denouncing the others, at the same time, in all the eloquence of his court abuse. This was adding insult to misfortune, and they had redress from neither but in the bold speech of freemen: they both wrote and published, regardless of all the refinements of his cruelty.
The United States legation was left in charge of the young, accomplished, and talented Benjamin E. Green,12 who deserves the thanks of all Texians for his bold advocacy of their rights, and the many kind courtesies extended to their suffering countrymen.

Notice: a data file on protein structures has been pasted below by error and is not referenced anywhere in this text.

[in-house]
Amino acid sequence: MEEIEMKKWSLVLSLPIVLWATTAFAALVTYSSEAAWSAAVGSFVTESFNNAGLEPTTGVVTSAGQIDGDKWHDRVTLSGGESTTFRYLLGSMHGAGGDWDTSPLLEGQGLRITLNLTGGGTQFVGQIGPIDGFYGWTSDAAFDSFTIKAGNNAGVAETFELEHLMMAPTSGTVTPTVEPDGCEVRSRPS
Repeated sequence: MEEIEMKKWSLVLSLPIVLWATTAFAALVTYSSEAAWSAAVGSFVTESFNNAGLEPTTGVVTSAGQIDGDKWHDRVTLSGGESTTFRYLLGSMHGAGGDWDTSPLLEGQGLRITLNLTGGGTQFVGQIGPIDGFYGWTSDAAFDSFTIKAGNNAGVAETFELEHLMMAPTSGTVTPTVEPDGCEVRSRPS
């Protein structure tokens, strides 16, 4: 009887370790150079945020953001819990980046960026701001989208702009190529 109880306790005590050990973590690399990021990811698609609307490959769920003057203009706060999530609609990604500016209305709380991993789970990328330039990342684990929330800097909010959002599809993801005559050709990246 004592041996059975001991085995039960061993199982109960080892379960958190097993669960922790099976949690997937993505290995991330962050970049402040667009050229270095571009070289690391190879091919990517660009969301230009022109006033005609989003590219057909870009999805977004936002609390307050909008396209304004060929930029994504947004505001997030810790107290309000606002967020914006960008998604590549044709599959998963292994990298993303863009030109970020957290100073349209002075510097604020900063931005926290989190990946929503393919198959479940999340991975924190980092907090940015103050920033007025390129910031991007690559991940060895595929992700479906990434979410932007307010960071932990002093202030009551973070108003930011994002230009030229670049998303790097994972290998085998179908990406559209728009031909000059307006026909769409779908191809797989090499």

In the latter part of the summer of 1844, Governor Shannon, the present minister from the United States, reached Vera Cruz, and upon his arrival at Perote, though in the night, obtained permission from the governor of the castle, went into each of the cells where our prisoners were confined, and  made the most critical inquiry into their condition. This conduct was highly praiseworthy, and at the same time that it manifested the warm feelings of a countryman, it showed a boldness worthy of his country and his station.13 He promised our prisoners his devotion to their interest, nor was that promise neglected. His first official note was to President Santa Anna, asking for their liberation: to which note the President returned the following answer, which we here insert, as the most finished compendium of hypocrisy, vanity, falsehood, and malice to be found in the annals of diplomacy.